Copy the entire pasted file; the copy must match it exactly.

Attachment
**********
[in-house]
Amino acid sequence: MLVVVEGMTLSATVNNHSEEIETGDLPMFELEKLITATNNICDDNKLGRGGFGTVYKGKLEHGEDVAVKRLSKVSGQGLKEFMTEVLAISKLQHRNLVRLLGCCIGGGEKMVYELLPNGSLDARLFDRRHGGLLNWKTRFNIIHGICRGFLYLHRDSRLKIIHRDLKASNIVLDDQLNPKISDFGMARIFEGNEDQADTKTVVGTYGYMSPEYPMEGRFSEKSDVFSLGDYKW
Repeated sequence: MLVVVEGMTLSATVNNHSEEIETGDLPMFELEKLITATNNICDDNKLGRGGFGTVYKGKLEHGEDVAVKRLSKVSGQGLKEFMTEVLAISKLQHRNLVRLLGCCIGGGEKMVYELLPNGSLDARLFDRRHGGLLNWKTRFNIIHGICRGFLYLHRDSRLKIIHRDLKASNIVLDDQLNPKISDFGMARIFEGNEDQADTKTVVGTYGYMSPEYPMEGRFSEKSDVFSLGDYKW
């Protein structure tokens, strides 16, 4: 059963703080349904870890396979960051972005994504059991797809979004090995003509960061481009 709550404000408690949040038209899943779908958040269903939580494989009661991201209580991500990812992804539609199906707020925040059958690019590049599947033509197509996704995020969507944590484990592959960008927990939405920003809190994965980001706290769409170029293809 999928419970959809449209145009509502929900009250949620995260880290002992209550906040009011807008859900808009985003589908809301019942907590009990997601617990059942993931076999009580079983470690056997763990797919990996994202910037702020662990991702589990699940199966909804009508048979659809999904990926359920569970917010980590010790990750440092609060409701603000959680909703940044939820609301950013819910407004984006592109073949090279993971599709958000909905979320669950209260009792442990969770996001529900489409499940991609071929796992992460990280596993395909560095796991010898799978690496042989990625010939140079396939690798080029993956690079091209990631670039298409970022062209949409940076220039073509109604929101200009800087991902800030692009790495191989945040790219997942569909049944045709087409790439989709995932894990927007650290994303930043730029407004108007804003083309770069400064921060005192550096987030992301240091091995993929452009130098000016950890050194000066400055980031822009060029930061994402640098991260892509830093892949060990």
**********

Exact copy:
[in-house]
Amino acid sequence: MLVVVEGMTLSATVNNHSEEIETGDLPMFELEKLITATNNICDDNKLGRGGFGTVYKGKLEHGEDVAVKRLSKVSGQGLKEFMTEVLAISKLQHRNLVRLLGCCIGGGEKMVYELLPNGSLDARLFDRRHGGLLNWKTRFNIIHGICRGFLYLHRDSRLKIIHRDLKASNIVLDDQLNPKISDFGMARIFEGNEDQADTKTVVGTYGYMSPEYPMEGRFSEKSDVFSLGDYKW
Repeated sequence: MLVVVEGMTLSATVNNHSEEIETGDLPMFELEKLITATNNICDDNKLGRGGFGTVYKGKLEHGEDVAVKRLSKVSGQGLKEFMTEVLAISKLQHRNLVRLLGCCIGGGEKMVYELLPNGSLDARLFDRRHGGLLNWKTRFNIIHGICRGFLYLHRDSRLKIIHRDLKASNIVLDDQLNPKISDFGMARIFEGNEDQADTKTVVGTYGYMSPEYPMEGRFSEKSDVFSLGDYKW
């Protein structure tokens, strides 16, 4: 059963703080349904870890396979960051972005994504059991797809979004090995003509960061481009 709550404000408690949040038209899943779908958040269903939580494989009661991201209580991500990812992804539609199906707020925040059958690019590049599947033509197509996704995020969507944590484990592959960008927990939405920003809190994965980001706290769409170029293809 999928419970959809449209145009509502929900009250949620995260880290002992209550906040009011807008859900808009985003589908809301019942907590009990997601617990059942993931076999009580079983470690056997763990797919990996994202910037702020662990991702589990699940199966909804009508048979659809999904990926359920569970917010980590010790990750440092609060409701603000959680909703940044939820609301950013819910407004984006592109073949090279993971599709958000909905979320669950209260009792442990969770996001529900489409499940991609071929796992992460990280596993395909560095796991010898799978690496042989990625010939140079396939690798080029993956690079091209990631670039298409970022062209949409940076220039073509109604929101200009800087991902800030692009790495191989945040790219997942569909049944045709087409790439989709995932894990927007650290994303930043730029407004108007804003083309770069400064921060005192550096987030992301240091091995993929452009130098000016950890050194000066400055980031822009060029930061994402640098991260892509830093892949060990």